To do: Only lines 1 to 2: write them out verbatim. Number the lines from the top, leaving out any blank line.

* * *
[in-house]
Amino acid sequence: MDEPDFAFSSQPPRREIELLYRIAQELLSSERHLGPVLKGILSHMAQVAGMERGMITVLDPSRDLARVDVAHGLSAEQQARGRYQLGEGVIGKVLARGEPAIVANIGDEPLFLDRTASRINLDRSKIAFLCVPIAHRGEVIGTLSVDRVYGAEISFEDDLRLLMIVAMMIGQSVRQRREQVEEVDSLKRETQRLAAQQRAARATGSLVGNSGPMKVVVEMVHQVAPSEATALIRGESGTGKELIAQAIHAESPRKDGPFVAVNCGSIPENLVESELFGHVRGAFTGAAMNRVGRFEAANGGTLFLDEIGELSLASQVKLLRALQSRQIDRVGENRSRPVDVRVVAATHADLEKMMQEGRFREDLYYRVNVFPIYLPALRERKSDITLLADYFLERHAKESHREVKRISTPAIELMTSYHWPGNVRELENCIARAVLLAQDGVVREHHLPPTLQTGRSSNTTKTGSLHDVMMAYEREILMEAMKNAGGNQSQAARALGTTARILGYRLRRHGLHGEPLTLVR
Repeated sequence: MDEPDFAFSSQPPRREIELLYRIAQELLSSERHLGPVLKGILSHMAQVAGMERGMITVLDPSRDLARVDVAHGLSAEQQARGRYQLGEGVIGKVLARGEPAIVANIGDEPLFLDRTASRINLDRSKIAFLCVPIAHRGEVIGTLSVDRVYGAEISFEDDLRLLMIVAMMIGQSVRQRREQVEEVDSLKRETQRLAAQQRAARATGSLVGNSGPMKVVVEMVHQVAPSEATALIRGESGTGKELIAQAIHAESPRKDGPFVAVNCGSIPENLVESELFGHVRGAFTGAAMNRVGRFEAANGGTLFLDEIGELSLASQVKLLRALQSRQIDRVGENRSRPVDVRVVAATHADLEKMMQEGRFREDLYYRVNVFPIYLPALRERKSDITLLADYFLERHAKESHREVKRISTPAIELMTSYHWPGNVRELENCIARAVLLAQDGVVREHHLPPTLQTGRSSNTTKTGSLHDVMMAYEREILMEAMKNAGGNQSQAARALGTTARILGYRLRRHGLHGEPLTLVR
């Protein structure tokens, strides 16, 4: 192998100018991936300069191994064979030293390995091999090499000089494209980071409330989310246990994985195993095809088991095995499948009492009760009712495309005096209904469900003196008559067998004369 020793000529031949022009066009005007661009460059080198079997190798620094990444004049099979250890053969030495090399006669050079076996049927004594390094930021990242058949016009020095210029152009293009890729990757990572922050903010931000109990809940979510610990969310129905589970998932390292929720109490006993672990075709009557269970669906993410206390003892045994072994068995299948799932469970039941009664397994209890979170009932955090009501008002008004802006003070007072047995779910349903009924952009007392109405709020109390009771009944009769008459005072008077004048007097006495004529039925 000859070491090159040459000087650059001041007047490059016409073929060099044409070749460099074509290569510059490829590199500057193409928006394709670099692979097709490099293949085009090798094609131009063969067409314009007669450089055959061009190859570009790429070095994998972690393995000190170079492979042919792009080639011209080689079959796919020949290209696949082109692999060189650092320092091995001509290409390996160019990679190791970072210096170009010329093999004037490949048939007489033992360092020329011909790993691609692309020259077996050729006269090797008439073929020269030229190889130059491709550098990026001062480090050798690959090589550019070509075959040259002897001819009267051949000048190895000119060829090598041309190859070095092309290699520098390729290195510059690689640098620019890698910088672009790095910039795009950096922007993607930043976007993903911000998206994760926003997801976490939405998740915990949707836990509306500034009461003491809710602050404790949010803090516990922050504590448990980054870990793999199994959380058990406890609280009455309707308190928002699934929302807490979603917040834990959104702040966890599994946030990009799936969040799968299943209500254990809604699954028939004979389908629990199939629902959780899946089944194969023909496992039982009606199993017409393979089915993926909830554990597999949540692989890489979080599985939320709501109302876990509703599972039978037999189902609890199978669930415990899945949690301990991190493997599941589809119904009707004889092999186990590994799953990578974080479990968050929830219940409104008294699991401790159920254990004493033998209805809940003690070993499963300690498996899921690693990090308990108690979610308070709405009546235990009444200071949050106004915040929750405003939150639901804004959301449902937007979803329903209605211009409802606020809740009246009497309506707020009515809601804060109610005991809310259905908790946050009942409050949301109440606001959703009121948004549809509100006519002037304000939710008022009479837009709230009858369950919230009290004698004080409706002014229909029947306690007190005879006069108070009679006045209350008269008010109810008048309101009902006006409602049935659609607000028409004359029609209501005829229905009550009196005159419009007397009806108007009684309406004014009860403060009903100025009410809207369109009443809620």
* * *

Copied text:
[in-house]
Amino acid sequence: MDEPDFAFSSQPPRREIELLYRIAQELLSSERHLGPVLKGILSHMAQVAGMERGMITVLDPSRDLARVDVAHGLSAEQQARGRYQLGEGVIGKVLARGEPAIVANIGDEPLFLDRTASRINLDRSKIAFLCVPIAHRGEVIGTLSVDRVYGAEISFEDDLRLLMIVAMMIGQSVRQRREQVEEVDSLKRETQRLAAQQRAARATGSLVGNSGPMKVVVEMVHQVAPSEATALIRGESGTGKELIAQAIHAESPRKDGPFVAVNCGSIPENLVESELFGHVRGAFTGAAMNRVGRFEAANGGTLFLDEIGELSLASQVKLLRALQSRQIDRVGENRSRPVDVRVVAATHADLEKMMQEGRFREDLYYRVNVFPIYLPALRERKSDITLLADYFLERHAKESHREVKRISTPAIELMTSYHWPGNVRELENCIARAVLLAQDGVVREHHLPPTLQTGRSSNTTKTGSLHDVMMAYEREILMEAMKNAGGNQSQAARALGTTARILGYRLRRHGLHGEPLTLVR